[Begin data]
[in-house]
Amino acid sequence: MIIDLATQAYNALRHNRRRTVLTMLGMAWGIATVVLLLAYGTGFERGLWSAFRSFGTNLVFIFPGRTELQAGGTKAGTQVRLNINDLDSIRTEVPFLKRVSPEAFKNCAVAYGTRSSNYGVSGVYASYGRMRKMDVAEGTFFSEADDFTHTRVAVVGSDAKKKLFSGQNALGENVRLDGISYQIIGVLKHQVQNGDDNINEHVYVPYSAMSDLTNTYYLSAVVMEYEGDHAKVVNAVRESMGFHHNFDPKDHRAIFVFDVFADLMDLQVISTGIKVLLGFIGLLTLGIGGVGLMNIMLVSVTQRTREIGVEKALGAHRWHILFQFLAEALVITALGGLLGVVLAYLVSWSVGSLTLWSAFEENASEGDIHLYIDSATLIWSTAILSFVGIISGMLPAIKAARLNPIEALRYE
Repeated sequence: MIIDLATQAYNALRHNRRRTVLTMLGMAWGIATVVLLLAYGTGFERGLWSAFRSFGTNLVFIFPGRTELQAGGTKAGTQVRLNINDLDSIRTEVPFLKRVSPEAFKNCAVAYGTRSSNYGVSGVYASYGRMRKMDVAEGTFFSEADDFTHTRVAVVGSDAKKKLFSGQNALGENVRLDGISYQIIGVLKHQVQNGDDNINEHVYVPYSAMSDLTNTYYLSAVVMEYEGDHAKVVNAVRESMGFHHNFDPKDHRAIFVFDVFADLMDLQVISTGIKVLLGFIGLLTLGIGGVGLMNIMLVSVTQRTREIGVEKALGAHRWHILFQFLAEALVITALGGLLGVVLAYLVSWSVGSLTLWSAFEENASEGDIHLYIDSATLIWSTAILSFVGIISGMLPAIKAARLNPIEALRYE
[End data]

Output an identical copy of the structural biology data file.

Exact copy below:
[in-house]
Amino acid sequence: MIIDLATQAYNALRHNRRRTVLTMLGMAWGIATVVLLLAYGTGFERGLWSAFRSFGTNLVFIFPGRTELQAGGTKAGTQVRLNINDLDSIRTEVPFLKRVSPEAFKNCAVAYGTRSSNYGVSGVYASYGRMRKMDVAEGTFFSEADDFTHTRVAVVGSDAKKKLFSGQNALGENVRLDGISYQIIGVLKHQVQNGDDNINEHVYVPYSAMSDLTNTYYLSAVVMEYEGDHAKVVNAVRESMGFHHNFDPKDHRAIFVFDVFADLMDLQVISTGIKVLLGFIGLLTLGIGGVGLMNIMLVSVTQRTREIGVEKALGAHRWHILFQFLAEALVITALGGLLGVVLAYLVSWSVGSLTLWSAFEENASEGDIHLYIDSATLIWSTAILSFVGIISGMLPAIKAARLNPIEALRYE
Repeated sequence: MIIDLATQAYNALRHNRRRTVLTMLGMAWGIATVVLLLAYGTGFERGLWSAFRSFGTNLVFIFPGRTELQAGGTKAGTQVRLNINDLDSIRTEVPFLKRVSPEAFKNCAVAYGTRSSNYGVSGVYASYGRMRKMDVAEGTFFSEADDFTHTRVAVVGSDAKKKLFSGQNALGENVRLDGISYQIIGVLKHQVQNGDDNINEHVYVPYSAMSDLTNTYYLSAVVMEYEGDHAKVVNAVRESMGFHHNFDPKDHRAIFVFDVFADLMDLQVISTGIKVLLGFIGLLTLGIGGVGLMNIMLVSVTQRTREIGVEKALGAHRWHILFQFLAEALVITALGGLLGVVLAYLVSWSVGSLTLWSAFEENASEGDIHLYIDSATLIWSTAILSFVGIISGMLPAIKAARLNPIEALRYE